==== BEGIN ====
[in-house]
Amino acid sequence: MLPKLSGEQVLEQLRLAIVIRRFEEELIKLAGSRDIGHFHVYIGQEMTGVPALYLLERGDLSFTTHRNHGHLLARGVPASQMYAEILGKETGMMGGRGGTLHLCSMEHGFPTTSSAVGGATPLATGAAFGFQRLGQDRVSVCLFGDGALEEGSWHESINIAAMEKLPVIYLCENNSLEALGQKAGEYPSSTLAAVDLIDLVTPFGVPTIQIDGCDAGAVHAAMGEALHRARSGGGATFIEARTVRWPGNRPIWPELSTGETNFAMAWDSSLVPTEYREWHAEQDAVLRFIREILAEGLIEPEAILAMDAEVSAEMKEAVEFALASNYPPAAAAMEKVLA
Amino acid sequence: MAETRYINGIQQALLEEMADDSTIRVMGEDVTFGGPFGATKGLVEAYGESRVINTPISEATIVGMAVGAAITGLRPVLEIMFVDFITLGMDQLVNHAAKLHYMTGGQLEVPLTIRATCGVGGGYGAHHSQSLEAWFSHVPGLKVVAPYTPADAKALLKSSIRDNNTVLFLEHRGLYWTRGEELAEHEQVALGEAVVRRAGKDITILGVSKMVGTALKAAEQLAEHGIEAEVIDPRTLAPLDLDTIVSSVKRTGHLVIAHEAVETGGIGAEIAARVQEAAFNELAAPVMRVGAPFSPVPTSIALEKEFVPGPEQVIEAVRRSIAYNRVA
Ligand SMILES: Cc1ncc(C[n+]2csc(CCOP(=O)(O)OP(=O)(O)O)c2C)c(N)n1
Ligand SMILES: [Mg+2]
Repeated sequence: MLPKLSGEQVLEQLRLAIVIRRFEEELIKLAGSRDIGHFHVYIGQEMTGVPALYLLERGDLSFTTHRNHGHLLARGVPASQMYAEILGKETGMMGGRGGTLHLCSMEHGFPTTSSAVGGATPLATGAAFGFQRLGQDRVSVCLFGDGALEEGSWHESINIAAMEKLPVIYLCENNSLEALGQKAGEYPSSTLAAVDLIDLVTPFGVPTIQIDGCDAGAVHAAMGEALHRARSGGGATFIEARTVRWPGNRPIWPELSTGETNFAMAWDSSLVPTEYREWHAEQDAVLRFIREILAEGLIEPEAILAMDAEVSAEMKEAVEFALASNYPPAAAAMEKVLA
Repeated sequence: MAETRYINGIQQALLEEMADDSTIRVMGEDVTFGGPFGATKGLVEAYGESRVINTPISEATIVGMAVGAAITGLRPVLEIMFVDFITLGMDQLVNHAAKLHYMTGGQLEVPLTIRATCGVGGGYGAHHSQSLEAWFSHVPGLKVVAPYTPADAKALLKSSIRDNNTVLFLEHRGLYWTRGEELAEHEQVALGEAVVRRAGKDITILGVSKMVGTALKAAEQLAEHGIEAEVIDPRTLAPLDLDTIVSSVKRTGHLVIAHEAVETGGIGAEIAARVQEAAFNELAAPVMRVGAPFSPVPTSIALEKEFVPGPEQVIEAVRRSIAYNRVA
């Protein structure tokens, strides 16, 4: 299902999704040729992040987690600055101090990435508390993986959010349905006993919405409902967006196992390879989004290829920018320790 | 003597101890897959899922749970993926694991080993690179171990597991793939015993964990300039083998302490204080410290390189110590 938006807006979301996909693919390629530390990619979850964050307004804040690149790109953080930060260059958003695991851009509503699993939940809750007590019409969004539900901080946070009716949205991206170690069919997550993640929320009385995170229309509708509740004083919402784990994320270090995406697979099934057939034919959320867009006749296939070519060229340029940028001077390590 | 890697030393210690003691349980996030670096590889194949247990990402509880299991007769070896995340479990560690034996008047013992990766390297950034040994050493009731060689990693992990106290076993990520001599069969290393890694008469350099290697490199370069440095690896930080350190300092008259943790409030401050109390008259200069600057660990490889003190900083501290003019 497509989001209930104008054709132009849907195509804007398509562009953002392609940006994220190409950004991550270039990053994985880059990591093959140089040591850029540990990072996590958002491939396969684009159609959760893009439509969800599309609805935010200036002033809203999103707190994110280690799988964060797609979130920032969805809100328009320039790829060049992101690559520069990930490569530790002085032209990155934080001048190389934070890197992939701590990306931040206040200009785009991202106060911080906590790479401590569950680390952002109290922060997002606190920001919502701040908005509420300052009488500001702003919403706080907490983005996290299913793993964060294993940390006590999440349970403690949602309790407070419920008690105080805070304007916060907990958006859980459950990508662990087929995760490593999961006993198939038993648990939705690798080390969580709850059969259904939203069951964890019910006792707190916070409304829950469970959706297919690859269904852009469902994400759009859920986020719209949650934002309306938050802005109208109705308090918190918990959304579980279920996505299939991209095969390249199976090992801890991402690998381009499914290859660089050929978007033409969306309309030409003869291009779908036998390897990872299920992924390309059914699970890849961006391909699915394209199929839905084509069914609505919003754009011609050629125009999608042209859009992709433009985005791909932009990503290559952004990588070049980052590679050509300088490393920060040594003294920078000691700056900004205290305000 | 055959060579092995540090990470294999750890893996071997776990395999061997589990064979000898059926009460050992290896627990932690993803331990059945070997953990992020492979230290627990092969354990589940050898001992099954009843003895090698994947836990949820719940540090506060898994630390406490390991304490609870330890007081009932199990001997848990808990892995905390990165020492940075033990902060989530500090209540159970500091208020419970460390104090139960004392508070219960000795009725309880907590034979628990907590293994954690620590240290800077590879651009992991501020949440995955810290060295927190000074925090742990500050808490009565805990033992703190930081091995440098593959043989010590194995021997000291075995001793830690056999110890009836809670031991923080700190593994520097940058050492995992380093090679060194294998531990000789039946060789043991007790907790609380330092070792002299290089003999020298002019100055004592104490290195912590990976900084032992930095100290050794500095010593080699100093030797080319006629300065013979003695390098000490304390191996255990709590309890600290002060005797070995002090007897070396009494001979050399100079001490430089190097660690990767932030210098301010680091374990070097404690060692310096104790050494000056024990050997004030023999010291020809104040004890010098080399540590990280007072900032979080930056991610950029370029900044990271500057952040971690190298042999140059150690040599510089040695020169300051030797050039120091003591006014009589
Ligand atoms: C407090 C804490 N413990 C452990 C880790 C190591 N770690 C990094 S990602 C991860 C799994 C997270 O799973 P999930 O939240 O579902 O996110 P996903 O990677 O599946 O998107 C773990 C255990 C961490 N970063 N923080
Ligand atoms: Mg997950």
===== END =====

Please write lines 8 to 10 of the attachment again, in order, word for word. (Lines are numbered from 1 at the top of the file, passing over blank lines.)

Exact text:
């Protein structure tokens, strides 16, 4: 299902999704040729992040987690600055101090990435508390993986959010349905006993919405409902967006196992390879989004290829920018320790 | 003597101890897959899922749970993926694991080993690179171990597991793939015993964990300039083998302490204080410290390189110590 938006807006979301996909693919390629530390990619979850964050307004804040690149790109953080930060260059958003695991851009509503699993939940809750007590019409969004539900901080946070009716949205991206170690069919997550993640929320009385995170229309509708509740004083919402784990994320270090995406697979099934057939034919959320867009006749296939070519060229340029940028001077390590 | 890697030393210690003691349980996030670096590889194949247990990402509880299991007769070896995340479990560690034996008047013992990766390297950034040994050493009731060689990693992990106290076993990520001599069969290393890694008469350099290697490199370069440095690896930080350190300092008259943790409030401050109390008259200069600057660990490889003190900083501290003019 497509989001209930104008054709132009849907195509804007398509562009953002392609940006994220190409950004991550270039990053994985880059990591093959140089040591850029540990990072996590958002491939396969684009159609959760893009439509969800599309609805935010200036002033809203999103707190994110280690799988964060797609979130920032969805809100328009320039790829060049992101690559520069990930490569530790002085032209990155934080001048190389934070890197992939701590990306931040206040200009785009991202106060911080906590790479401590569950680390952002109290922060997002606190920001919502701040908005509420300052009488500001702003919403706080907490983005996290299913793993964060294993940390006590999440349970403690949602309790407070419920008690105080805070304007916060907990958006859980459950990508662990087929995760490593999961006993198939038993648990939705690798080390969580709850059969259904939203069951964890019910006792707190916070409304829950469970959706297919690859269904852009469902994400759009859920986020719209949650934002309306938050802005109208109705308090918190918990959304579980279920996505299939991209095969390249199976090992801890991402690998381009499914290859660089050929978007033409969306309309030409003869291009779908036998390897990872299920992924390309059914699970890849961006391909699915394209199929839905084509069914609505919003754009011609050629125009999608042209859009992709433009985005791909932009990503290559952004990588070049980052590679050509300088490393920060040594003294920078000691700056900004205290305000 | 055959060579092995540090990470294999750890893996071997776990395999061997589990064979000898059926009460050992290896627990932690993803331990059945070997953990992020492979230290627990092969354990589940050898001992099954009843003895090698994947836990949820719940540090506060898994630390406490390991304490609870330890007081009932199990001997848990808990892995905390990165020492940075033990902060989530500090209540159970500091208020419970460390104090139960004392508070219960000795009725309880907590034979628990907590293994954690620590240290800077590879651009992991501020949440995955810290060295927190000074925090742990500050808490009565805990033992703190930081091995440098593959043989010590194995021997000291075995001793830690056999110890009836809670031991923080700190593994520097940058050492995992380093090679060194294998531990000789039946060789043991007790907790609380330092070792002299290089003999020298002019100055004592104490290195912590990976900084032992930095100290050794500095010593080699100093030797080319006629300065013979003695390098000490304390191996255990709590309890600290002060005797070995002090007897070396009494001979050399100079001490430089190097660690990767932030210098301010680091374990070097404690060692310096104790050494000056024990050997004030023999010291020809104040004890010098080399540590990280007072900032979080930056991610950029370029900044990271500057952040971690190298042999140059150690040599510089040695020169300051030797050039120091003591006014009589
Ligand atoms: C407090 C804490 N413990 C452990 C880790 C190591 N770690 C990094 S990602 C991860 C799994 C997270 O799973 P999930 O939240 O579902 O996110 P996903 O990677 O599946 O998107 C773990 C255990 C961490 N970063 N923080
Ligand atoms: Mg997950």